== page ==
Fitch expects 2.3 pct growth in Kazakhstan in 2016
By Aynur Karimova
Fitch international rating agency expects 1 percent real GDP growth in Kazakhstan in 2015 and 2.3 percent growth in 2016.
The agency's report reads that medium-term prospects for Kazakhstan’s banking system have deteriorated in 2015 due to lower oil prices, the economic slowdown, especially in non-extracting sectors, and the weaker national currency, the tenge.
"Large sovereign reserves (44 percent of GDP) underpin the authorities’ ability to support the economy. However, the sharp tenge devaluation (by 44 percent in third quarter of 2015) may hit banks hard due to their significant foreign-currency loan exposures," the agency noted.
The weighted average rate of tenge fell to 255.26 tenge per dollar from 188.38 tenge for the first trades on the Kazakhstan Stock Exchange on August 19. Then on the following day, Kazakh Prime Minister Karim Massimov announced that Kazakhstan had launched a new monetary policy based on a free-floating tenge and canceled the currency corridor.
In September and October 2015, the National Bank abandoned the transition to a free-floating tenge rate and started to sell currency instead. The bank’s share in the currency market reached 60 percent. Kazakh National Fund and the National Bank sold more than $5 billion in this period.
Kazakhstan’s National Bank said on November 5 that it will minimize its participation in the currency market in order to maintain its own and the National Fund’s gold-exchange assets. As a result, the exchange rate of tenge fell sharply from 298.92 tenges per dollar on November 5 to 307.53 tenges per dollar on November 6.
Over the past two years, tenge lost more than half of its value. In early 2014, the exchange rate of tenge was 154.06 tenge per dollar. In July 2015, the tenge rate was 186.8 tenge per dollar.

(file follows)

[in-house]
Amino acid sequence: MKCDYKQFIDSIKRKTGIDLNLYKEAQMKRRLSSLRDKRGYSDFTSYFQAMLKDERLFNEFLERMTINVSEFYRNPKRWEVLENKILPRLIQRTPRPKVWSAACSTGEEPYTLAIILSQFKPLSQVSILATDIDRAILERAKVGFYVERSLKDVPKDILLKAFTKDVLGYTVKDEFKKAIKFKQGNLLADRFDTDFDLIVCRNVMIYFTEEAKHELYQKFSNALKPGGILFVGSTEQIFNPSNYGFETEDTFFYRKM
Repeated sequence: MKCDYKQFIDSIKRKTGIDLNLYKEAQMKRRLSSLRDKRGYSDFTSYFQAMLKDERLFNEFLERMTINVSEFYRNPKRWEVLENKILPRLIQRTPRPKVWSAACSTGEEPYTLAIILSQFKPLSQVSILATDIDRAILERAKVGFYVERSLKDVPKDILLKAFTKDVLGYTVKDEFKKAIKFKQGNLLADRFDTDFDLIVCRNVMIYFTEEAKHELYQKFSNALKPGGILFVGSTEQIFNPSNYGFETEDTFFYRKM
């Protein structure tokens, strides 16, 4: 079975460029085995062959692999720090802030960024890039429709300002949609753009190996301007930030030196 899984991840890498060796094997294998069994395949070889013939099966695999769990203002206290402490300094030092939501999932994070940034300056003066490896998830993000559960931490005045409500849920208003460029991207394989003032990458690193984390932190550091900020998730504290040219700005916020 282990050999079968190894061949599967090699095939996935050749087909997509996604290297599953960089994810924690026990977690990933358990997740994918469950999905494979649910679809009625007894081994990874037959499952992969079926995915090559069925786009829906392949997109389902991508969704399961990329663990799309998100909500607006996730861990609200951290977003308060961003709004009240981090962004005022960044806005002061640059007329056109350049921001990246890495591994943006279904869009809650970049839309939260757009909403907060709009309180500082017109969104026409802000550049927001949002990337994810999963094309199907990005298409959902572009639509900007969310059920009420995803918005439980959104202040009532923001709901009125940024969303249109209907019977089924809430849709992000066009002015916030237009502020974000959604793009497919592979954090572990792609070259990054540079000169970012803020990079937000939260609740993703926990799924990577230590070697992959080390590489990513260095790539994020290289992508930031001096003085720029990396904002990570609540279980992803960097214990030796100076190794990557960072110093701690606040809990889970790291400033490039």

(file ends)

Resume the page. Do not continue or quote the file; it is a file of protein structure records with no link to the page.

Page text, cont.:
Fitch expects corporate loan growth to be at best in low single digits for 2016, subject to continuation or acceleration of government funding programs for banks.
Retail lending could shrink moderately as Fitch expects a rise in inflation to have an adverse impact on consumer confidence.
The stable rating outlook on Kazakhstan’s banking sector reflects the limited probability of ratings being downgraded in the next 18 months as their low levels already capture significant risks to credit profiles.
Earlier, Kazakh President Nursultan Nazarbayev has delivered his annual State-of-the-Nation Address where he urged Kazakhstan's National Bank to perform stress testing of entities within the national banking sector.
"The National Bank should conduct stress testing of all entities
within the national banking sector concerning non-performing
loans," he stated.
Nazarbayev said that the banks unable to solve the capitalization problem should leave the financial system, adding Kazakh banks should comply with all international standards.
Aynur Karimova is AzerNews’ staff journalist, follow her on Twitter: @Aynur_Karimova
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